Yu Darvish is one of my favorite players, and I want him to do well all the time, and become a pitcher that baseball fans will appreciate for his “Greatness.” He has all the tools, as well as the temperament and cordiality, that makes him my candidate for “good-guy” that will not “finish last,” but rather at the Top.
In my previous essay on Giancarlo Stanton, I quoted a passage from my new Book, If I Knew Then What I Know Now. It bears well to apply to Yu:
“Greatness is a humanly exaggerated or a spiritually magnified sense of being. To be extolled with greatness, one must step up above one’s peers, beyond the casualness of conformity, into the altitude of ‘Uniqueness,’ wherein the atmosphere of Soul the inspiration of life a lesser man cannot inhale.”
Yu Darvish looks a lot like Corey Kluber, except for one thing. As you can see from this recurring video shot, when Corey throws his fast breaking slider, it looks exactly like a fastball to the outside part of the plate. The batter can’t stop from swinging until it’s too late. When it leaves his hand there is no upward trajectory at all.
When Yu throws his slider, the ball starts from his hand in a slightly upward trajectory, purportedly fighting gravity, while slowing to break downward. When he throws it starting slightly inside (to a right-handed batter), it slows and sets up perfectly for the batter to smash it. When he throws it starting low, its break begins early enough for the batter to usually detect it will be a ball, low. From watching replays of the 2017 World Series, the Astros had little trouble distinguishing his fastball and his breaking pitches. The fastball had a straight line trajectory starting low and either staying low or moving diagonally upward. His breaking pitches all started from his hand moving slightly upward, then slowed up to break downward or across, not providing any substantial deception.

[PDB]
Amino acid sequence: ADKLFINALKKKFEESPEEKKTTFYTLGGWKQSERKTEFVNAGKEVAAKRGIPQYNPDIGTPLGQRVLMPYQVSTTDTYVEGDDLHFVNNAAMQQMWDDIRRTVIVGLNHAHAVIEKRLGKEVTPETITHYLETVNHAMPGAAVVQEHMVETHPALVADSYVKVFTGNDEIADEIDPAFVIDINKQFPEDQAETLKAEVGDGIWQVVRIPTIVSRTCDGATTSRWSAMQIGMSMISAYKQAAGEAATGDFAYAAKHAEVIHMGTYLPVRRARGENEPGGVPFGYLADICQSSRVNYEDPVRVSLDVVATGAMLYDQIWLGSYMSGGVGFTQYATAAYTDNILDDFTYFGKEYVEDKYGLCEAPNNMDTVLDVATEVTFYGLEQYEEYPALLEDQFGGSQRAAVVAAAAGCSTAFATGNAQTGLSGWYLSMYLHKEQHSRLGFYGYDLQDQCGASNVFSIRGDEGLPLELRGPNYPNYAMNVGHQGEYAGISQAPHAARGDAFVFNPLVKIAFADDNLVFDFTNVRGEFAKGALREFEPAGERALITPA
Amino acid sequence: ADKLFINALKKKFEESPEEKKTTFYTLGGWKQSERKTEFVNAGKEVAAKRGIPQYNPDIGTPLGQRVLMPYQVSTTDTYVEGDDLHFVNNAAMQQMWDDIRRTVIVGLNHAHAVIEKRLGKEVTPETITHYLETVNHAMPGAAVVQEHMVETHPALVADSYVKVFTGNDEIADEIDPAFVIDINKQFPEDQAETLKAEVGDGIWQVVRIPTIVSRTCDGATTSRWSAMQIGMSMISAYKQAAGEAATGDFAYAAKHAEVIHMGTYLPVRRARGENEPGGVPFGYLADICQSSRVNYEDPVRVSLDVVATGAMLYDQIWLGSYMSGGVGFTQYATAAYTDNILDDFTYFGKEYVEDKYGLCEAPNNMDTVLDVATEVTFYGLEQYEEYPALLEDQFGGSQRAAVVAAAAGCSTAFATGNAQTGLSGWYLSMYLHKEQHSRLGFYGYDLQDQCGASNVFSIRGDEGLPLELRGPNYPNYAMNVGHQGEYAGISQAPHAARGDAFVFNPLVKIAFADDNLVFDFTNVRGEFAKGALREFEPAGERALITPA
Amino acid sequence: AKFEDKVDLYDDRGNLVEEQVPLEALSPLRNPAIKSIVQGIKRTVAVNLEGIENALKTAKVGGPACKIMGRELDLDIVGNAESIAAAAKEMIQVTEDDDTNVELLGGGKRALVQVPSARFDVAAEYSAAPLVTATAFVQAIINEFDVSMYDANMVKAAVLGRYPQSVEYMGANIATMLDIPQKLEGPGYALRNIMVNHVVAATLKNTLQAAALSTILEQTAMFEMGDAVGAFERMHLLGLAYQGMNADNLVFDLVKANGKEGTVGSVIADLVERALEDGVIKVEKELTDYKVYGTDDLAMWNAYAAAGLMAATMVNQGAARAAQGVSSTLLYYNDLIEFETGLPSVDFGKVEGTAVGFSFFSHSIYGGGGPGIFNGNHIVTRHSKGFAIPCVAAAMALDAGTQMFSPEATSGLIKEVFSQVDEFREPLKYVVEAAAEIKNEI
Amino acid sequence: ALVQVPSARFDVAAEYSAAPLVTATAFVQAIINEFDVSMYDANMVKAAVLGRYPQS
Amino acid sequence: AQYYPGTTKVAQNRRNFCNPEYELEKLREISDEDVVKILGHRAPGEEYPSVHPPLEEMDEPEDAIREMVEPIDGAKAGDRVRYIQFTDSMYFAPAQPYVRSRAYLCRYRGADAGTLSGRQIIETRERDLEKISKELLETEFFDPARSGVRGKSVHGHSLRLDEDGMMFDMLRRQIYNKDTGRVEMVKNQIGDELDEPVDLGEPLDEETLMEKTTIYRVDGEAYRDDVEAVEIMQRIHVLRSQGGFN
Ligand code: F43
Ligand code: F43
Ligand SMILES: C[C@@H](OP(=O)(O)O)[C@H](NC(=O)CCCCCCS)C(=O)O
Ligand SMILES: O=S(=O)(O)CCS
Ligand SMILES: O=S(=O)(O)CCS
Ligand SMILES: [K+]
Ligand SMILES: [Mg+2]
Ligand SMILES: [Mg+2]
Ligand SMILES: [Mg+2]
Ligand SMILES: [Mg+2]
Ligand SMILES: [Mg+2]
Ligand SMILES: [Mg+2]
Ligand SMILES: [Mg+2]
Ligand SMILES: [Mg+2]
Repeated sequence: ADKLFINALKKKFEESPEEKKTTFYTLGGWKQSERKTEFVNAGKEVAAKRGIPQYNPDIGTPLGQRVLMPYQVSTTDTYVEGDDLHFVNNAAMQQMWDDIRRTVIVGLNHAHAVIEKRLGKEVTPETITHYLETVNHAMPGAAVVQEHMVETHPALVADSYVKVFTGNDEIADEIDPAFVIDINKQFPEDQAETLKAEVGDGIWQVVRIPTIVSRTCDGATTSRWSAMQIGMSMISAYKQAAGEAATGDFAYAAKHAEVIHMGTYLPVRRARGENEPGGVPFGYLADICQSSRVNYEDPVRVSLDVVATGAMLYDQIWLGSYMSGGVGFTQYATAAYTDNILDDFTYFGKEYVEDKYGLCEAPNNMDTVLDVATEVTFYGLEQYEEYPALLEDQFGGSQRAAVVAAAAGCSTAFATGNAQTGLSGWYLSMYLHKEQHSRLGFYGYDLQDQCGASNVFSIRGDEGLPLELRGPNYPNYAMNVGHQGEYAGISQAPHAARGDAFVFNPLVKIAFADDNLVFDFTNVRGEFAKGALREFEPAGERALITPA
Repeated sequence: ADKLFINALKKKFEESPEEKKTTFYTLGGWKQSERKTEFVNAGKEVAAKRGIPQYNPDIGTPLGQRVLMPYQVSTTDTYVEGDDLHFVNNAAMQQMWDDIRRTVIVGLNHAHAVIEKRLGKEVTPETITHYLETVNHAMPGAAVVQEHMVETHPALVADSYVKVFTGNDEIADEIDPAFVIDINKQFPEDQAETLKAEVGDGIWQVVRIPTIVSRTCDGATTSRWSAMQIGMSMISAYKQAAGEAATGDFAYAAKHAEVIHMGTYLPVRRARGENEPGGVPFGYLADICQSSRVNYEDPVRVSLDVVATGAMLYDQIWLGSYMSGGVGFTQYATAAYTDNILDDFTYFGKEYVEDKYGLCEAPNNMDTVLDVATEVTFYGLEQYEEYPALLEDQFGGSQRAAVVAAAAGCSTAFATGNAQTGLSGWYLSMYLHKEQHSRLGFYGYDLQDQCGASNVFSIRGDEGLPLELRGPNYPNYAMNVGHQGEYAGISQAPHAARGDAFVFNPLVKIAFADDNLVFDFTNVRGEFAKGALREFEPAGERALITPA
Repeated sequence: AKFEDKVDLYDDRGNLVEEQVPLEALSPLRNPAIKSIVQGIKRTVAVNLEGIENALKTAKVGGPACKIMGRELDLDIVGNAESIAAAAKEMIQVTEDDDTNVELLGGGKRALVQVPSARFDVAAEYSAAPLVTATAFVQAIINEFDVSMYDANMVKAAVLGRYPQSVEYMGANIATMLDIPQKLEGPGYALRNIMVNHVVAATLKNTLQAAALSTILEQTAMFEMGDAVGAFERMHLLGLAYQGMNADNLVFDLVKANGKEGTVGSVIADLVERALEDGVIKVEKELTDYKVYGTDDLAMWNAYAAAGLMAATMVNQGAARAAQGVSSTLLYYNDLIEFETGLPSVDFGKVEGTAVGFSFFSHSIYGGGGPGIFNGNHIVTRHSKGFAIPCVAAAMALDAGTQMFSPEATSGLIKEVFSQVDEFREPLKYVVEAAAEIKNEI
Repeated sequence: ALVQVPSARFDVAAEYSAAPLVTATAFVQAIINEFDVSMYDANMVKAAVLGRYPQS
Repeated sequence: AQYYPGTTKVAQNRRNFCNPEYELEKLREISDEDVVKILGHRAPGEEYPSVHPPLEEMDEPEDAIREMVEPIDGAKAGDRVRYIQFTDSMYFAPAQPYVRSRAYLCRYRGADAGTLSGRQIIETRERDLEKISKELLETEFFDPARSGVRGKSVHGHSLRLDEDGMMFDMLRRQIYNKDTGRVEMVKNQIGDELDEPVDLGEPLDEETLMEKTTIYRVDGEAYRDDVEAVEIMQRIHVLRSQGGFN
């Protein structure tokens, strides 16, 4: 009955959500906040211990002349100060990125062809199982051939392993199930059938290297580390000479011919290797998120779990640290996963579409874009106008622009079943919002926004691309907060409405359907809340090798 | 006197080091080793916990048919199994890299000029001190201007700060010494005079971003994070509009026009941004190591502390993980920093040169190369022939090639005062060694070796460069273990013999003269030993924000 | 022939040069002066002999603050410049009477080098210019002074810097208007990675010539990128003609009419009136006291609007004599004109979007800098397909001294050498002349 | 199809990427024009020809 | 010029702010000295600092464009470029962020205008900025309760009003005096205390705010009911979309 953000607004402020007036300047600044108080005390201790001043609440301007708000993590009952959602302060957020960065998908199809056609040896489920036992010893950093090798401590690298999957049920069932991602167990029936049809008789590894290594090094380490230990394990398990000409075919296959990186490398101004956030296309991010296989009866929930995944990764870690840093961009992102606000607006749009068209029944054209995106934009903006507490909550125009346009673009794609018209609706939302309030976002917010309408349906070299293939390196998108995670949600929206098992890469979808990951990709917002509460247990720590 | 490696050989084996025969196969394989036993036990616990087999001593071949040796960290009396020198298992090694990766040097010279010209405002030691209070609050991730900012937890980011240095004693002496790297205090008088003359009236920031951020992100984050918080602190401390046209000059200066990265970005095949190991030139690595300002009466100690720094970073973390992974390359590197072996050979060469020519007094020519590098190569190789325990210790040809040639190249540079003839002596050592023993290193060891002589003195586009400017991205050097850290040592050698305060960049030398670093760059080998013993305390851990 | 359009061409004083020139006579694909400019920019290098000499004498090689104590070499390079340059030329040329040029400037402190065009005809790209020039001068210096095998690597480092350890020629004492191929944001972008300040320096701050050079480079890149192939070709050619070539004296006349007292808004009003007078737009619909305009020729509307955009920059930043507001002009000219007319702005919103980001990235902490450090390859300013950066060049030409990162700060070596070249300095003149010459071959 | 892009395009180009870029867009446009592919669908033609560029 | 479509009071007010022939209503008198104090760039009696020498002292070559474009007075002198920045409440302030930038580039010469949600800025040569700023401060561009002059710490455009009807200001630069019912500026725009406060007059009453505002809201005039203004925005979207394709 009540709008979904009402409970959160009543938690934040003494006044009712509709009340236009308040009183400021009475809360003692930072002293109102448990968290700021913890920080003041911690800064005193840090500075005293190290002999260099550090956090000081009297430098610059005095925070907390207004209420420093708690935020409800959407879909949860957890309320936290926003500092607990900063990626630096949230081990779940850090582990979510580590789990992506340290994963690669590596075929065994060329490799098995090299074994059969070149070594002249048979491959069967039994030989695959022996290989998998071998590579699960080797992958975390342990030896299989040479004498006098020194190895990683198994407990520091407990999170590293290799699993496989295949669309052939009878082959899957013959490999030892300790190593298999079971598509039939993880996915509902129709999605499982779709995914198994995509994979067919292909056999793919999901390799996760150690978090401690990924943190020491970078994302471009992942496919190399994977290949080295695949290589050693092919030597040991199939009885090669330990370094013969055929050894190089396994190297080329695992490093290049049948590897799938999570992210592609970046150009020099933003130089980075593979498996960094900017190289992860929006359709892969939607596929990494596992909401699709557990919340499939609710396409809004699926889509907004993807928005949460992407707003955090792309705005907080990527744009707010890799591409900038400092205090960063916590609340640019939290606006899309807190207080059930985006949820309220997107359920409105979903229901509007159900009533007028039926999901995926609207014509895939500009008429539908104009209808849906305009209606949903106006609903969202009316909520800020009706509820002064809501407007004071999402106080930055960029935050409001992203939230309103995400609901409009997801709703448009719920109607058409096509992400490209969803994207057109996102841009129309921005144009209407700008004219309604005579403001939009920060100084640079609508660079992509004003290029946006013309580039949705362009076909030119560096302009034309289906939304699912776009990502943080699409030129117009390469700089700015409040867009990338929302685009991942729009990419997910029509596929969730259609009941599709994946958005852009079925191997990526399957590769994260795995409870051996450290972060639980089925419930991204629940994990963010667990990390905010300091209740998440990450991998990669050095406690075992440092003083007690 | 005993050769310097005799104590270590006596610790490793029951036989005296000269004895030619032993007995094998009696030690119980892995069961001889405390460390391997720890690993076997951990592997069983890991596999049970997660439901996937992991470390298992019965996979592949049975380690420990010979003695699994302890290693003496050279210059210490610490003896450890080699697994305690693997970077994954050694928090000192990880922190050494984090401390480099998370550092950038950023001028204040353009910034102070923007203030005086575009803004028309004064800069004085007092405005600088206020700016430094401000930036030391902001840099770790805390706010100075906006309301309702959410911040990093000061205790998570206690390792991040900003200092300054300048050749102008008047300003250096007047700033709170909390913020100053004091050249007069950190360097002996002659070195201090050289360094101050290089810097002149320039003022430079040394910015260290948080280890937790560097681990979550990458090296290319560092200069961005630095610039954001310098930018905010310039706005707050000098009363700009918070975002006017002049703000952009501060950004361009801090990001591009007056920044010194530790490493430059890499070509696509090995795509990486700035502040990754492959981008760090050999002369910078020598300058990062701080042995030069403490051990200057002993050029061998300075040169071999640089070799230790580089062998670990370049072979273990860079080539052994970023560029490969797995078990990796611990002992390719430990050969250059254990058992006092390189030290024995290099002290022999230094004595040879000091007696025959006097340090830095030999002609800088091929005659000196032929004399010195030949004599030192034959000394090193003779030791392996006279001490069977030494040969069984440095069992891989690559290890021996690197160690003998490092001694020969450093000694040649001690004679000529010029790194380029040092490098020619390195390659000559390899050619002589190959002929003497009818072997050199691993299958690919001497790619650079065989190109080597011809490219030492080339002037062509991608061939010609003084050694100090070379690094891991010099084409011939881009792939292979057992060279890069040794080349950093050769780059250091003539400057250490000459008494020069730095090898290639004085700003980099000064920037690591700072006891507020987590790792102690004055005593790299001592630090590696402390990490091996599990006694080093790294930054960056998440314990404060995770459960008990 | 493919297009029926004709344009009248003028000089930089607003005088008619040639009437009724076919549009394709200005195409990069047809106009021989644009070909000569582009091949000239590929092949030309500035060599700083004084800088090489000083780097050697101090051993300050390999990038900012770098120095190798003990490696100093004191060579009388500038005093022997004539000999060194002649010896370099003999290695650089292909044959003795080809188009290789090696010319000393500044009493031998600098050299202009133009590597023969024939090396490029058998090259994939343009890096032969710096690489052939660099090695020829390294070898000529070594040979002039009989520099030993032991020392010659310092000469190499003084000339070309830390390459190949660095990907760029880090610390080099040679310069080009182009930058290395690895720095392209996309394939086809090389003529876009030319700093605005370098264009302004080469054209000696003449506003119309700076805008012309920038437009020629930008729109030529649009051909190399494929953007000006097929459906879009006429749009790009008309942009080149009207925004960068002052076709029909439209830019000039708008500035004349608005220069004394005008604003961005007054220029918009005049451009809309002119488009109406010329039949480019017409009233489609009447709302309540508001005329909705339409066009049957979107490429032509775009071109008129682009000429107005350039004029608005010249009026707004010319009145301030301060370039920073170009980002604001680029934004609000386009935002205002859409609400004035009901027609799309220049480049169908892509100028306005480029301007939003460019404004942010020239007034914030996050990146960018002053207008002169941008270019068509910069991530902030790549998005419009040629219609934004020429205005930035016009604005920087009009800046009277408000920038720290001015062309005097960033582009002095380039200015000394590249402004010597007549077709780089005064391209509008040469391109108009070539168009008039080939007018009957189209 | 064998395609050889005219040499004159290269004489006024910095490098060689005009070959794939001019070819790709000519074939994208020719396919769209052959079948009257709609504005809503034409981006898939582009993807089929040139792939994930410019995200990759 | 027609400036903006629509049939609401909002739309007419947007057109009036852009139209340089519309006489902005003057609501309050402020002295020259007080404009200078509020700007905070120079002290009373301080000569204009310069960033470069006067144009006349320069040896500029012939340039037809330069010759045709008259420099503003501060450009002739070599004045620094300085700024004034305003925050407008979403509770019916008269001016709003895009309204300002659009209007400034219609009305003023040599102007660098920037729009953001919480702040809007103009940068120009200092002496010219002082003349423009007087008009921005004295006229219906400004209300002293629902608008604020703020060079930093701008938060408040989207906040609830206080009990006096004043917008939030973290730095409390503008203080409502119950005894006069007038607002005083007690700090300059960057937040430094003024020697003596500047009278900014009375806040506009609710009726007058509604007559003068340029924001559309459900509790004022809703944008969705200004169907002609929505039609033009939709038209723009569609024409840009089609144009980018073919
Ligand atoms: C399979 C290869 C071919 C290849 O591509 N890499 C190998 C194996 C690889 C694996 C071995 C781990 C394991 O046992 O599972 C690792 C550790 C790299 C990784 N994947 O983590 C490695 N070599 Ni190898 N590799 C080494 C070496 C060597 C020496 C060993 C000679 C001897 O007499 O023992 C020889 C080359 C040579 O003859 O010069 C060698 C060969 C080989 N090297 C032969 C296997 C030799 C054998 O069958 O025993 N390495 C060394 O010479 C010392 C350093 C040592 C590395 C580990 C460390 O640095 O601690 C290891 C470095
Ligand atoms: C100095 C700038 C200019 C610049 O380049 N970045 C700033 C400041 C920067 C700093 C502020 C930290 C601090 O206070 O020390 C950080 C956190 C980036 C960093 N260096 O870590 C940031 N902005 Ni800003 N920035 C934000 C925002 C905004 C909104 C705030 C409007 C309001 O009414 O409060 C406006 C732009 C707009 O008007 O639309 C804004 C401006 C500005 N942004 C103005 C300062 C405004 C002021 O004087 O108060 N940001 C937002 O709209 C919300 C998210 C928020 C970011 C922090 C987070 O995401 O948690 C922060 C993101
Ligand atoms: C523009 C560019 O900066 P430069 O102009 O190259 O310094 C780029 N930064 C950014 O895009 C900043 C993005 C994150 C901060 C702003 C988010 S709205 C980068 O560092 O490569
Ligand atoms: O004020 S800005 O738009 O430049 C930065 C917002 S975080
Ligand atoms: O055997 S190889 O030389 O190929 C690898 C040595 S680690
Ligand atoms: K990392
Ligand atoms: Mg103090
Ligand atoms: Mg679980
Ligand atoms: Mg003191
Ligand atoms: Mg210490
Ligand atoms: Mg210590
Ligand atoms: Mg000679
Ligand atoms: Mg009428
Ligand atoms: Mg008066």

From what I can detect, Yu might be dropping down too low with his back knee, and when he starts his delivery, his low position might be forcing his breaking pitch upward before it actually breaks effectively away from or into the batter. Or, he is not allowing his throwing shoulder to come over the top enough.
IF I were Yu, I’d study the video above, and adapt slightly to the mechanics of Corey Kluber. I’d tell Yu, “Good-Luck,” but he doesn’t need luck; he simply needs to apply the Pitching Principle that will facilitate the perfect body mechanics to make his breaking pitch go down quickly without first moving upward.
Coming Soon: Aaron Judge, The Prospect for being “The Greatest-Hitter Ever.”